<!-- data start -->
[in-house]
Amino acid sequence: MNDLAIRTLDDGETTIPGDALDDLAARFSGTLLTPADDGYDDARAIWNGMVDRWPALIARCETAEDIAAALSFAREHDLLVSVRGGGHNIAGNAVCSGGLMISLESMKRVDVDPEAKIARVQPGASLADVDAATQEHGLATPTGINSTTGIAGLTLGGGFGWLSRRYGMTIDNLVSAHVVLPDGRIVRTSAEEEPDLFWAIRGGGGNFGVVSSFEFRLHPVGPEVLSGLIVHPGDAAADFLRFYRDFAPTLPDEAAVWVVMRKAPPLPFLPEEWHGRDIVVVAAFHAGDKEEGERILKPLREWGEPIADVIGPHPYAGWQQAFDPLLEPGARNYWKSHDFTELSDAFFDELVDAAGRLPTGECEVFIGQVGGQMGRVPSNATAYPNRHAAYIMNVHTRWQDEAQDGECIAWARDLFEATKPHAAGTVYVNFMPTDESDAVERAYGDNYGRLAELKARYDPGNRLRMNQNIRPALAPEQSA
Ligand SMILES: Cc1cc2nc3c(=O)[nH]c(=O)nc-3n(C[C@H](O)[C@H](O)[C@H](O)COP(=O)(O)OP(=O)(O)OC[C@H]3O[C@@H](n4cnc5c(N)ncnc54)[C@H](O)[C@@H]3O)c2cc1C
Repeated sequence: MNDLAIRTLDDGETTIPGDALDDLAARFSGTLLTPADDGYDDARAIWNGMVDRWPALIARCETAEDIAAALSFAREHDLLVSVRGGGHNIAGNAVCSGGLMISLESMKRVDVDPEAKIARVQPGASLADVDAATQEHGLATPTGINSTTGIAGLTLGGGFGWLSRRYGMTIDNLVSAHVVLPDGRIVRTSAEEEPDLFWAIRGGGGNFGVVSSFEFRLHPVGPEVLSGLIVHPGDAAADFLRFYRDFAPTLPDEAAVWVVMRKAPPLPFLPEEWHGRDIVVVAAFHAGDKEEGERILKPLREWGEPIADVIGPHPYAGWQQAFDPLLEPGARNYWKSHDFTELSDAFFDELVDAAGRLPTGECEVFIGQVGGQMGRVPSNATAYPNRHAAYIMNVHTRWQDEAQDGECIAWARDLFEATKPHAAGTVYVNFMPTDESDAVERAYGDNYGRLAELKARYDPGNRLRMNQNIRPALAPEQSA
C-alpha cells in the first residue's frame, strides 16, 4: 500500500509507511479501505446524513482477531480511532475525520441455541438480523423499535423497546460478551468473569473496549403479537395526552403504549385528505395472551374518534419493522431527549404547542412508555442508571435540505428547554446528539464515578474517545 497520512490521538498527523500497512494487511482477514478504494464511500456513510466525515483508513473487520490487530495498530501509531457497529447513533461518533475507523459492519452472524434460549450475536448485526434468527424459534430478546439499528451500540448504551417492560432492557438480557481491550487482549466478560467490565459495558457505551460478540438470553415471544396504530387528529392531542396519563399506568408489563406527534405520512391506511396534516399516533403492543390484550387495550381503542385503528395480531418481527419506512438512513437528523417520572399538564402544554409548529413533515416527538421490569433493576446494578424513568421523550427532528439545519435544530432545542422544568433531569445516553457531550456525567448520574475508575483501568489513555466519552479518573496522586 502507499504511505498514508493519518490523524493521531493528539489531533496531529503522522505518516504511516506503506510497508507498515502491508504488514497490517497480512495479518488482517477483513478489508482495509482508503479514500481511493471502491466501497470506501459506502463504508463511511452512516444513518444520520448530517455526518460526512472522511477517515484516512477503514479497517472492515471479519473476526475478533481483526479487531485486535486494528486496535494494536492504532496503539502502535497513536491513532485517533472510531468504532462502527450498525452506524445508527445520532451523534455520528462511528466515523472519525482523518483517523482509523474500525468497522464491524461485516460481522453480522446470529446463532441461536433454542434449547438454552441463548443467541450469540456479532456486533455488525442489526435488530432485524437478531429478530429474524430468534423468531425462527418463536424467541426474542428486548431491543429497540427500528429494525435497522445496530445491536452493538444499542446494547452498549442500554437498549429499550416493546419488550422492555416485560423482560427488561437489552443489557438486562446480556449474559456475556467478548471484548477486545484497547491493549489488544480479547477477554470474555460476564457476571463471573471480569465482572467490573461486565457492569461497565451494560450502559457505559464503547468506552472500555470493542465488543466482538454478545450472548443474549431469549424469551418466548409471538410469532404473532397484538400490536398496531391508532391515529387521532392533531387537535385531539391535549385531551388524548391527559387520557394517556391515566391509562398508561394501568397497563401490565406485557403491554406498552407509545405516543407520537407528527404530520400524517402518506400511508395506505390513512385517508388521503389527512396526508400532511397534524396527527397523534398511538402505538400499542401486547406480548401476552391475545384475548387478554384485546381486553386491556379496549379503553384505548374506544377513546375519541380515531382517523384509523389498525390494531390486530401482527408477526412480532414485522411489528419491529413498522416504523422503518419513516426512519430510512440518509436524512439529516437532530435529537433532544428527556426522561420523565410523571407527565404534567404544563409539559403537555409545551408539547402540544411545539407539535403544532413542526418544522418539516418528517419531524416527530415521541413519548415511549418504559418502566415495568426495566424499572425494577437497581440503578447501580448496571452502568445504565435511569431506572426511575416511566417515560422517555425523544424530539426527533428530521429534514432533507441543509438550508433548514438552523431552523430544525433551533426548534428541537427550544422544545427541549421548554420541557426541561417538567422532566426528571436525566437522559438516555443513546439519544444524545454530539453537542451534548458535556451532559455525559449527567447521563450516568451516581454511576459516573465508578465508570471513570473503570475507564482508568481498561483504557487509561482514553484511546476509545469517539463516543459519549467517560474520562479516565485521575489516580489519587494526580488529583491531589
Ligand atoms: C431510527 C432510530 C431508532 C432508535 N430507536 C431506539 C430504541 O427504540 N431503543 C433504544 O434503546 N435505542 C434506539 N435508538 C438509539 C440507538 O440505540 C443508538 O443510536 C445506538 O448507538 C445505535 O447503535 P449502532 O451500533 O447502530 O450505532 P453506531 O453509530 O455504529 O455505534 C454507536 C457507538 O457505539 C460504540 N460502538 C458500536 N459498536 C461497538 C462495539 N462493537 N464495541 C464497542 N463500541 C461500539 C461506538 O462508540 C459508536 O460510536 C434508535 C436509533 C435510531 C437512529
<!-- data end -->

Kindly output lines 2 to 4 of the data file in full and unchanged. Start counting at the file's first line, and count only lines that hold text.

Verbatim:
Amino acid sequence: MNDLAIRTLDDGETTIPGDALDDLAARFSGTLLTPADDGYDDARAIWNGMVDRWPALIARCETAEDIAAALSFAREHDLLVSVRGGGHNIAGNAVCSGGLMISLESMKRVDVDPEAKIARVQPGASLADVDAATQEHGLATPTGINSTTGIAGLTLGGGFGWLSRRYGMTIDNLVSAHVVLPDGRIVRTSAEEEPDLFWAIRGGGGNFGVVSSFEFRLHPVGPEVLSGLIVHPGDAAADFLRFYRDFAPTLPDEAAVWVVMRKAPPLPFLPEEWHGRDIVVVAAFHAGDKEEGERILKPLREWGEPIADVIGPHPYAGWQQAFDPLLEPGARNYWKSHDFTELSDAFFDELVDAAGRLPTGECEVFIGQVGGQMGRVPSNATAYPNRHAAYIMNVHTRWQDEAQDGECIAWARDLFEATKPHAAGTVYVNFMPTDESDAVERAYGDNYGRLAELKARYDPGNRLRMNQNIRPALAPEQSA
Ligand SMILES: Cc1cc2nc3c(=O)[nH]c(=O)nc-3n(C[C@H](O)[C@H](O)[C@H](O)COP(=O)(O)OP(=O)(O)OC[C@H]3O[C@@H](n4cnc5c(N)ncnc54)[C@H](O)[C@@H]3O)c2cc1C
Repeated sequence: MNDLAIRTLDDGETTIPGDALDDLAARFSGTLLTPADDGYDDARAIWNGMVDRWPALIARCETAEDIAAALSFAREHDLLVSVRGGGHNIAGNAVCSGGLMISLESMKRVDVDPEAKIARVQPGASLADVDAATQEHGLATPTGINSTTGIAGLTLGGGFGWLSRRYGMTIDNLVSAHVVLPDGRIVRTSAEEEPDLFWAIRGGGGNFGVVSSFEFRLHPVGPEVLSGLIVHPGDAAADFLRFYRDFAPTLPDEAAVWVVMRKAPPLPFLPEEWHGRDIVVVAAFHAGDKEEGERILKPLREWGEPIADVIGPHPYAGWQQAFDPLLEPGARNYWKSHDFTELSDAFFDELVDAAGRLPTGECEVFIGQVGGQMGRVPSNATAYPNRHAAYIMNVHTRWQDEAQDGECIAWARDLFEATKPHAAGTVYVNFMPTDESDAVERAYGDNYGRLAELKARYDPGNRLRMNQNIRPALAPEQSA